Visitor numbers at a Moray tourist attraction could suffer because poor internet service prevents people from posting online during trips.
That’s the claim from officials at the Scottish Dolphin Centre at Spey Bay, which is one of several spots in the village where the internet coverage frequently fails.
Bosses believe the venue’s popularity would be boosted if people could express their excitement about dolphin sightings on social media during visits.
But outdated internet connections in Spey Bay have meant the signal frequently drops out or is significantly slower than in neighbouring parts of the region.
Disgruntled residents believe they have been left exasperated by poor internet provision “for 20 years”.
Internet provider Openreach yesterday confirmed that it was “committed” to resolving the situation, and detailed plans to replace hundreds of feet of cable around Spey Bay.
But, for the wildlife conservation and observation centre, the improvements can not come quickly enough.
The venue had resorted to receiving internet via satellite, but recently switched back to broadband because of the high costs involved.
SDC officer, Lisa Farley, said: “We have more than 95,000 people in every year, and we appreciate that they can come here and spend time with their families – without having their faces down looking at their phones.
“But that is a double-edged sword, because we want people to be able to post on social media that they have seen a dolphin.
“One of our challenges is that they can’t do that at the moment.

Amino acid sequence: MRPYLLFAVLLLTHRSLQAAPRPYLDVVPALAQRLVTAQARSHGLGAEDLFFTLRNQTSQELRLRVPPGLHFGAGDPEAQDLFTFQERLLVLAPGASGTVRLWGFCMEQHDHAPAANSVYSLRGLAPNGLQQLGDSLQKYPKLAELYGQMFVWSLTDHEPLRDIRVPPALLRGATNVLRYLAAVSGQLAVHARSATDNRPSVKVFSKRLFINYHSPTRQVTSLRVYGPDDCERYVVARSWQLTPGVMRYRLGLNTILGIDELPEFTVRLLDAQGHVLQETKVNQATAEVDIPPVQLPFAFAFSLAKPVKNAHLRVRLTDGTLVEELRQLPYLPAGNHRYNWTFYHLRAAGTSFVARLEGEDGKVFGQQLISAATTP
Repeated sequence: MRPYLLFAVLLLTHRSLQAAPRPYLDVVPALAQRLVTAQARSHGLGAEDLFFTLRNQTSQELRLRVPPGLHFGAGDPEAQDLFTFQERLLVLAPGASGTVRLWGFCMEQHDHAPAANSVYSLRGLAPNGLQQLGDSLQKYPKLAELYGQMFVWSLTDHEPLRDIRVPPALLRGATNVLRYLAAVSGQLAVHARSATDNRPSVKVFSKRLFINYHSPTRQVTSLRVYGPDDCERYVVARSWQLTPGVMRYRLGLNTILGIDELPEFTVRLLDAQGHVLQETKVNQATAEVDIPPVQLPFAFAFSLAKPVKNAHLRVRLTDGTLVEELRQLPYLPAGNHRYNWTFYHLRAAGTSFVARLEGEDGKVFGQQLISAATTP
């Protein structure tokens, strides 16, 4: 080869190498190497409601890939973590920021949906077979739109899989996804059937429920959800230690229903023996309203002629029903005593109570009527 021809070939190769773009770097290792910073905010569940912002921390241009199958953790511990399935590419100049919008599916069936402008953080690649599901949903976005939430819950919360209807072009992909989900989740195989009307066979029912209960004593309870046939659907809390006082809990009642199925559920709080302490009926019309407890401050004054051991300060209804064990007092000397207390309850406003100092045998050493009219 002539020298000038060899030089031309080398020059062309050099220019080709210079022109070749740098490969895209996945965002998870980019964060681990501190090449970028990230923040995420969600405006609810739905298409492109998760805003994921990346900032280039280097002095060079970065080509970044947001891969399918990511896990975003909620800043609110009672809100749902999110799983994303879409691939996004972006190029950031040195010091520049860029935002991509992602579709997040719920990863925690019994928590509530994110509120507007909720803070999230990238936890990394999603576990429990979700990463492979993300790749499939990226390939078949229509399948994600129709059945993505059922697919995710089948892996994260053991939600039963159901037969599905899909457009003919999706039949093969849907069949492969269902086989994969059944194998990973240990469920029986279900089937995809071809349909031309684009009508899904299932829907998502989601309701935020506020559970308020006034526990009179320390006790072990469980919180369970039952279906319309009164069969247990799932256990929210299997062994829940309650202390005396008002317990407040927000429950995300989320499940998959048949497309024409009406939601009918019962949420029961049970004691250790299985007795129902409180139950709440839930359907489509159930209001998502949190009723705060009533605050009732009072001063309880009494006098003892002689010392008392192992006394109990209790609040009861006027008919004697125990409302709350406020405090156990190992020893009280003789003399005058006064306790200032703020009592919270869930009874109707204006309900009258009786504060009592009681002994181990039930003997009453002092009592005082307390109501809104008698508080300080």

“That would be a fantastic marketing tool for us, and we would certainly want reliable, superfast broadband for that purpose.”
Fochabers Lhanbryde councillor, David Bremner, welcomed the moves to improve coverage, after being “repeatedly” contacted by frustrated locals.
He added: “There is still some way to go, but having the area surveyed and Openreach drawing up schematics as to how to improve things is a huge step forward.
“It shows a level of commitment to resolve the issue.”
An Openreach spokesman said: “Around 82% of Moray homes and businesses are able to connect to superfast broadband speeds greater than 30Mbps, including in parts of Spey Bay.
“Engineers are connecting more addresses each week, and have replaced several hundred feet of cabling and many underground cable connections in the Spey Bay area.”
Campaign for better connectivity
John Wright, who lives in a former fishing cottage near the Scottish Dolphin Centre, has spearheaded Spey Bay’s campaign for internet improvements in recent years.
The Lennox Community Council member has contacted politicians about the situation and surveyed his neighbours to find out their thoughts.
Last night, he described the prospect of imminent cable upgrades as long overdue. Mr Wright said: “Generally, people are disgruntled all the time.
“This has gone on for 20 years, from the days of the old dial-up broadband. “The problem is mainly that the internet frequently cuts out.”
The frequent “drop outs” are understood to be caused by copper connections in parts of the coastal community, while those who have fibre cables do not suffer the same inconvenience.
Mr Wright said that prompt action needed to be taken, given society’s growing reliance on digital connections.
He added: “Last June, I was that incensed by the whole thing that I handed out flyers and got 130 people in the area to email me with their thoughts.
“They had all been experiencing much the same problems as myself, which is unacceptable with folk increasingly being encouraged to do their banking and shopping online. “Even my grandkids depend on the internet when visiting, and it causes them frustration when it goes out too.”